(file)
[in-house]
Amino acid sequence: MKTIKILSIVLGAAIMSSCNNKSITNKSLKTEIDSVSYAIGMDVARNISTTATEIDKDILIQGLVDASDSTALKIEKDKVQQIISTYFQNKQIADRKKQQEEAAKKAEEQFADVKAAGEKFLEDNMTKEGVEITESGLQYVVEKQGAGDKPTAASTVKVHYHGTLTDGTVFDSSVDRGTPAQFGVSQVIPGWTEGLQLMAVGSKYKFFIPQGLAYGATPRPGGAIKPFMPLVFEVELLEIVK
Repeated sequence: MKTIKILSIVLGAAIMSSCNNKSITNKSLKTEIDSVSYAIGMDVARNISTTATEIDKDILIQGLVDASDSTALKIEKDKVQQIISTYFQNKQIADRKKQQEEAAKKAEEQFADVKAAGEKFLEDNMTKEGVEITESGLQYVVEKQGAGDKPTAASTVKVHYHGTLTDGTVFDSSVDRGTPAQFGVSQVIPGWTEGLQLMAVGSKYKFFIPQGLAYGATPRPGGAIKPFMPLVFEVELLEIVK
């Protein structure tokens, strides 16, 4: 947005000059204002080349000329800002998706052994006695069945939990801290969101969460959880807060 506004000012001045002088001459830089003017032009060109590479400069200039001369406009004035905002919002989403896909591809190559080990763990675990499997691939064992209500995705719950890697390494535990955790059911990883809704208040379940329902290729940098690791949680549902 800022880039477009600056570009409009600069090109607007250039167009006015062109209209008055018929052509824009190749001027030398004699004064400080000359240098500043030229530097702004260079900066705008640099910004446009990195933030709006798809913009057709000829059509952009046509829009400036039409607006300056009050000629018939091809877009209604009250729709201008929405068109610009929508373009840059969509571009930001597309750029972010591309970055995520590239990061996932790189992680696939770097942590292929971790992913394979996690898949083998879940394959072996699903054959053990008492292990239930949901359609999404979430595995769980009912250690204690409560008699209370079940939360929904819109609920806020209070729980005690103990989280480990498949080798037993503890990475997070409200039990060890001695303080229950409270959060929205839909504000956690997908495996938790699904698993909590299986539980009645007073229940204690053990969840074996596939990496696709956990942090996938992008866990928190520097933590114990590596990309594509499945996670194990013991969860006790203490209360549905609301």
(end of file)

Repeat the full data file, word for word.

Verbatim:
[in-house]
Amino acid sequence: MKTIKILSIVLGAAIMSSCNNKSITNKSLKTEIDSVSYAIGMDVARNISTTATEIDKDILIQGLVDASDSTALKIEKDKVQQIISTYFQNKQIADRKKQQEEAAKKAEEQFADVKAAGEKFLEDNMTKEGVEITESGLQYVVEKQGAGDKPTAASTVKVHYHGTLTDGTVFDSSVDRGTPAQFGVSQVIPGWTEGLQLMAVGSKYKFFIPQGLAYGATPRPGGAIKPFMPLVFEVELLEIVK
Repeated sequence: MKTIKILSIVLGAAIMSSCNNKSITNKSLKTEIDSVSYAIGMDVARNISTTATEIDKDILIQGLVDASDSTALKIEKDKVQQIISTYFQNKQIADRKKQQEEAAKKAEEQFADVKAAGEKFLEDNMTKEGVEITESGLQYVVEKQGAGDKPTAASTVKVHYHGTLTDGTVFDSSVDRGTPAQFGVSQVIPGWTEGLQLMAVGSKYKFFIPQGLAYGATPRPGGAIKPFMPLVFEVELLEIVK
């Protein structure tokens, strides 16, 4: 947005000059204002080349000329800002998706052994006695069945939990801290969101969460959880807060 506004000012001045002088001459830089003017032009060109590479400069200039001369406009004035905002919002989403896909591809190559080990763990675990499997691939064992209500995705719950890697390494535990955790059911990883809704208040379940329902290729940098690791949680549902 800022880039477009600056570009409009600069090109607007250039167009006015062109209209008055018929052509824009190749001027030398004699004064400080000359240098500043030229530097702004260079900066705008640099910004446009990195933030709006798809913009057709000829059509952009046509829009400036039409607006300056009050000629018939091809877009209604009250729709201008929405068109610009929508373009840059969509571009930001597309750029972010591309970055995520590239990061996932790189992680696939770097942590292929971790992913394979996690898949083998879940394959072996699903054959053990008492292990239930949901359609999404979430595995769980009912250690204690409560008699209370079940939360929904819109609920806020209070729980005690103990989280480990498949080798037993503890990475997070409200039990060890001695303080229950409270959060929205839909504000956690997908495996938790699904698993909590299986539980009645007073229940204690053990969840074996596939990496696709956990942090996938992008866990928190520097933590114990590596990309594509499945996670194990013991969860006790203490209360549905609301």